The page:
• 78 (6.8%) identified as transgendered

(Sexual orientation, like gender, was a question which required some answer, but allowed respondents to choose as many as they felt might apply, so the percentage totals more than 100%.)

Of the 1,146 respondents who indicated that they had either been discriminated against or had experienced some form of harassment or violence,

  • 380 (33.2%) identified as heterosexual,
  • 440 (38.4%) identified as bisexual
  • 292 (25.5%) identified as gay or lesbian.
  • 97 (8.5%) indicated that they identified in some other way from heterosexual, bisexual or gay/lesbian.

(Sexual orientation, like gender, was a question which required some answer, but allowed respondents to choose as many as they felt might apply, so the percentage totals more than 100%.)

The sexual orientation of respondents who were discriminated against or had experienced some form of harassment or violence is compared in Table 6.1 to the total percentage of respondents who identified their orientation. It is interesting to note that Gay/lesbian, Bisexual and Other respondents have slightly higher rates of persecution than their average percentage of total respondents, while Heterosexuals are less likely to be discriminated against.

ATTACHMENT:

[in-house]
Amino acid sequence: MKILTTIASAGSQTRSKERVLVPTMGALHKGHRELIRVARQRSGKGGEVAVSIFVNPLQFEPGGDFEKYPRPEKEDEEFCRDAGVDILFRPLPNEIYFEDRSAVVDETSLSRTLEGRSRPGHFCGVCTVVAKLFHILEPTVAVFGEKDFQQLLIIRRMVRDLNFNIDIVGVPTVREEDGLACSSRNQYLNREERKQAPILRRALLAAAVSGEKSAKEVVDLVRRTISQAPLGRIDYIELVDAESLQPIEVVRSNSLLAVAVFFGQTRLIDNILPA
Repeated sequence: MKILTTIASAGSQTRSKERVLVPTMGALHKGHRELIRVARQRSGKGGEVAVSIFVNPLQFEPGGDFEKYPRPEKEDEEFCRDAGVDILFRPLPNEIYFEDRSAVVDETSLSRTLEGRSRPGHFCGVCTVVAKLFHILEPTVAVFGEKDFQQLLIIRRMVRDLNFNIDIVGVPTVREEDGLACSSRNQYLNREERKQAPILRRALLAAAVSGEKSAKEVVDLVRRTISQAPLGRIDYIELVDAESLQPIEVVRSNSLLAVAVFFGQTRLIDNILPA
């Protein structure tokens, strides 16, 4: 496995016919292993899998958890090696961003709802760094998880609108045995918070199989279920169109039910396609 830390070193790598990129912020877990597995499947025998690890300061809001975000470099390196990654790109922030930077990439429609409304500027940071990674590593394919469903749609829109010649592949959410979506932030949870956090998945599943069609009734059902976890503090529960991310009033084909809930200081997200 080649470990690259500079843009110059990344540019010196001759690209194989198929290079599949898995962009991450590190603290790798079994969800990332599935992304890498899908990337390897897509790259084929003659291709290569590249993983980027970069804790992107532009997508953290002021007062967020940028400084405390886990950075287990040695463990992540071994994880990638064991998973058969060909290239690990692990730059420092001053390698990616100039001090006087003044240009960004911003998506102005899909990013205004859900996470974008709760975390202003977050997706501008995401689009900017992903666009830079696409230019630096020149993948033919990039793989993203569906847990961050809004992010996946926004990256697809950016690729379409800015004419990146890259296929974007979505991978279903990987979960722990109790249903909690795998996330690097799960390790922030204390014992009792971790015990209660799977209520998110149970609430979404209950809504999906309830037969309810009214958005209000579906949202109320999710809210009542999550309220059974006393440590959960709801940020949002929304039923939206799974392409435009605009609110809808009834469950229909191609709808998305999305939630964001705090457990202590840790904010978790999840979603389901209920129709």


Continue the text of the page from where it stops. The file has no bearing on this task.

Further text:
Table 3. Sexual Orientation
and Discrimination
Total Percent
2008
Respondents
Percent
Persecuted
Gay/lesbian 22% 25.5%
Bisexual 35% 38.4%
Heterosexual 41% 33.2%
Other 7% 8.5%
Total 105% 105.6%

 

In 1998, the survey asked: "Are you completely 'out' about your involvement in sexual minority practices? "62% stated they were not "completely out." That is statistically almost the same as the 59.5 and 59.7% of respondents in the current survey who said they weren't out to work and/or family. 
 
11.3% (346) of the total number of respondents (3,058) reported being discriminated against by professional or personal service providers. That is 30% (346) of the respondents who were discriminated against (1,146). Those respondents could check one or more of the specific ways they were discriminated against (Table 8.), with 48.8% discriminated against by a medical doctor, and 39.3% discriminated against by a mental health practitioner.
 

Table 4. Discrimination by Professionals
Medical doctor 48.8%
Mental health practitioner 39.3%
Police or govt. employee 25.4%
Other Professional service provider 8.4%
Lawyer 7.8%
Other Personal service provider 6.1%
Dentist 1.7%
Building contractor 1.7%
Accountant 1.2%
Other 6.9%